Generally speaking, you do not need to worry about losing your home in a reverse-mortgage situation.
There will be no foreclosure and no need to repay the balance unless and until certain events happen.
R everse mortgages have significant disadvantages and become due and payable—and subject to foreclosure—when:
The borrower permanently moves out. (Even though the borrower might still own the property, once the borrower’s principal place of residence changes, the lender may call the loan. If the borrower moves out of the home and, for example, lets someone else live there, or rents it out, the lender can require repayment immediately.)
The borrower temporarily moves out because of a physical or mental illness, like to a nursing home, and is away for over 12 consecutive months.
The borrower sells the home or transfers title (ownership) of the property.
The borrower dies, and the property is not the principal residence of at least one surviving borrower. (A nonborrowing spouse might be able to stay in the property even after the borrower has died if specific criteria are met. Talk to a lawyer or HUD
counselor for more information.)
The borrower doesn’t meet contractual requirements of the mortgage, like staying current on property taxes, having homeowners
’ insurance on the property, and maintaining the home in a reasonable condition. If the borrower doesn’t pay taxes and insurance on the property, the lender may advance the funds to the lender for those bills initially. If the borrower doesn’t repay the advanced amounts, the lender may call the loan due. (The lender may require a set-aside account if there’s a chance the homeowner won’t be able to keep up with the tax and insurance bills.)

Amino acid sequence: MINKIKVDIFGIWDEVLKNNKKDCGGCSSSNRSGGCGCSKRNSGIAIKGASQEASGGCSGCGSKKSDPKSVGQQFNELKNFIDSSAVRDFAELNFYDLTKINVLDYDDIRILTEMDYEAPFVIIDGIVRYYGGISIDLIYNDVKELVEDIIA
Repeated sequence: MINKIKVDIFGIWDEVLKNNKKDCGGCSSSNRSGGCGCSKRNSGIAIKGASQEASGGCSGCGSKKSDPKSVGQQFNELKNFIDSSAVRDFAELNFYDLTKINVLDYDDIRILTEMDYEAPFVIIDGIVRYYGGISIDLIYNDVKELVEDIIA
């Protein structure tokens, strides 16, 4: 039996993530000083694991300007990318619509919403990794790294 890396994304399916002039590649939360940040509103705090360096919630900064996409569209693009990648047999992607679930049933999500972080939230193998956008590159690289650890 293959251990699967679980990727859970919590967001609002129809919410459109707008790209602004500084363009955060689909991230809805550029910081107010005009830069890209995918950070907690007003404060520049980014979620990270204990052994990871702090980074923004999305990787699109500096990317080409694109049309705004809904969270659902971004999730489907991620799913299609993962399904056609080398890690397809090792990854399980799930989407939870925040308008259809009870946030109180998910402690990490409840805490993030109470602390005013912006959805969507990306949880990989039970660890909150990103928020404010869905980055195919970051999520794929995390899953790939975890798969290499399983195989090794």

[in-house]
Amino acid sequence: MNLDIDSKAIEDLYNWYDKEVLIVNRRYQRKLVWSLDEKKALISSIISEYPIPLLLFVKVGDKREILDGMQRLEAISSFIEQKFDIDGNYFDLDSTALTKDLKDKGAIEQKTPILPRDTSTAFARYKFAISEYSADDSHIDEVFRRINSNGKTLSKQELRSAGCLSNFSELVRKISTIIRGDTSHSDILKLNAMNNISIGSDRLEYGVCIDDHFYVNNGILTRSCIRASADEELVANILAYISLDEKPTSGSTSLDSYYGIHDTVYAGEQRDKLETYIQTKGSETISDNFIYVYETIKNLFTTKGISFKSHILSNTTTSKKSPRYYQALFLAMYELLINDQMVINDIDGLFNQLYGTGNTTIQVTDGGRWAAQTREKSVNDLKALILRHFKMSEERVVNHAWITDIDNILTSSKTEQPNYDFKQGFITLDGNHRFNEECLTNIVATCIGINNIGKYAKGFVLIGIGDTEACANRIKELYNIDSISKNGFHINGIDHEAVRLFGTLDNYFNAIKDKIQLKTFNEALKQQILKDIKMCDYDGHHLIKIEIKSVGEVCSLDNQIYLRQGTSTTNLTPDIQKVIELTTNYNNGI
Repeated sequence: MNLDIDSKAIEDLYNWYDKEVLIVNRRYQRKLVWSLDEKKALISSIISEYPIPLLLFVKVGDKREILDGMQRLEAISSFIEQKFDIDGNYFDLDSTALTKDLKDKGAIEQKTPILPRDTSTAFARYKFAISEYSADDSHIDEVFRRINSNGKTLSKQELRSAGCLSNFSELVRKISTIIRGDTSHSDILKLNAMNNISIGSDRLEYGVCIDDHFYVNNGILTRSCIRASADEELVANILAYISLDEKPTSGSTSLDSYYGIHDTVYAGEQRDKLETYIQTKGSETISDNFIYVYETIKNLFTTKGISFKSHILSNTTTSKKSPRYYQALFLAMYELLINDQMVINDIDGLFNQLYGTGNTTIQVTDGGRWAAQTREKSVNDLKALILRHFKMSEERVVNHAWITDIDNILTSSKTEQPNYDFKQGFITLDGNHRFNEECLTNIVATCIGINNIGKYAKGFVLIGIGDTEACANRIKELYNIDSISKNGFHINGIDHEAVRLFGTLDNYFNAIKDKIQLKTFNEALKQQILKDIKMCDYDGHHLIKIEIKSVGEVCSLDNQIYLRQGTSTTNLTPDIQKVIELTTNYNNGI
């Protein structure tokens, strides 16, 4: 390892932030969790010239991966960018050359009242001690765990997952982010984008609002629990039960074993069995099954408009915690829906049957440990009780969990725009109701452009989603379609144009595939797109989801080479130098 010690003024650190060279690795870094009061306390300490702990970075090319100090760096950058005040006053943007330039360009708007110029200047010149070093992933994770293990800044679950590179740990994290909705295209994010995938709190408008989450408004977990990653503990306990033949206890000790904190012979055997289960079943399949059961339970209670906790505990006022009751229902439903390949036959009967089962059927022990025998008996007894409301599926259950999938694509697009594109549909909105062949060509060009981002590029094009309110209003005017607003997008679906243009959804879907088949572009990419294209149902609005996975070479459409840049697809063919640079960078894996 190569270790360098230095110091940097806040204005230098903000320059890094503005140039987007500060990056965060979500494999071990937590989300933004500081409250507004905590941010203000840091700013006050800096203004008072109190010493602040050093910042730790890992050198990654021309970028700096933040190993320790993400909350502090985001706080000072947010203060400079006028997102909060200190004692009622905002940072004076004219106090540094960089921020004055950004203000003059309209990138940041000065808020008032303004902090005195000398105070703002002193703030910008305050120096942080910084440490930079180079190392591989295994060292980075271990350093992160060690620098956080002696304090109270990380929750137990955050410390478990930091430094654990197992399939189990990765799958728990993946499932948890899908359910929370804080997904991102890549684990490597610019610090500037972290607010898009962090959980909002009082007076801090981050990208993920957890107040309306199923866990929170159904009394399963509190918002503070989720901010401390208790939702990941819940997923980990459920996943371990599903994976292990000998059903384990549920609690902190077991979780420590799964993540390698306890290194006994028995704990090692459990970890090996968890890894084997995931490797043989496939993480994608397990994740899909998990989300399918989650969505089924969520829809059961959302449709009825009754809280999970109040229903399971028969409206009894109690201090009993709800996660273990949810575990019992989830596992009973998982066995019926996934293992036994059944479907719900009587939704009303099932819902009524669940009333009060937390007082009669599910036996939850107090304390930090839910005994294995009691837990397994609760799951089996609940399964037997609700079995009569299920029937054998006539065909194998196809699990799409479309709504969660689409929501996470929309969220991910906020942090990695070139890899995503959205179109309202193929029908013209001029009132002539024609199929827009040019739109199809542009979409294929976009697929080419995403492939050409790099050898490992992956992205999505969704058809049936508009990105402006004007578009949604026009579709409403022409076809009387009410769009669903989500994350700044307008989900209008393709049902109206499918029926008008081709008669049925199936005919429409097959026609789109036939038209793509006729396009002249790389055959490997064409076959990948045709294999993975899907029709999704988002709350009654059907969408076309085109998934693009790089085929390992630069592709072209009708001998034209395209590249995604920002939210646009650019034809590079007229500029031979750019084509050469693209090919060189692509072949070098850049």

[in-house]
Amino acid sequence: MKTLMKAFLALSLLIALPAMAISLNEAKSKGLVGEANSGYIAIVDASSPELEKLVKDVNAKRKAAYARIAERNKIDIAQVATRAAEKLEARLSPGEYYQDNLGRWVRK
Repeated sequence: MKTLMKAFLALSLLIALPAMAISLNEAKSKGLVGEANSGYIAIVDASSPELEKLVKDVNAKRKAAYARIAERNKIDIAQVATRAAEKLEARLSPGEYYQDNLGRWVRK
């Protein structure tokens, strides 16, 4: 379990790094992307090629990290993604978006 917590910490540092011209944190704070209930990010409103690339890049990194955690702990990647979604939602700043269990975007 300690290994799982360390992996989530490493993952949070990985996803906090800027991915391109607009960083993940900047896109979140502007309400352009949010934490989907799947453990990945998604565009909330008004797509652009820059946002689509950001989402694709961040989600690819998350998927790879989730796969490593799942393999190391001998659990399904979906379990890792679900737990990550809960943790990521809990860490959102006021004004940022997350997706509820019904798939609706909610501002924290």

Seniors have often found themselves facing a foreclosure after the lender calls the loan due because of mortgage violations like failing to give the lender proof of occupancy, failing to pay insurance premiums, or letting the home fall into disrepair.
Generally, if the lender calls the loan due, the borrower—or heirs if the borrower has died—must pay off the debt (or pay 95% of the current appraised value
to the lender, whichever is less), deed the property to the lender, or sell the property (for the lesser of the loan balance or 95% of the appraised value). (FHA
insurance covers the remaining balance). Otherwise, the lender will foreclose.
If non of those situations have happened in your case then you do not need to repay anything right now.
Most likely your estate will need to pay the balance after you pass away or move out of the home, but until then you will have no obligation to pay anything.
I sincerely wish you all the best with this.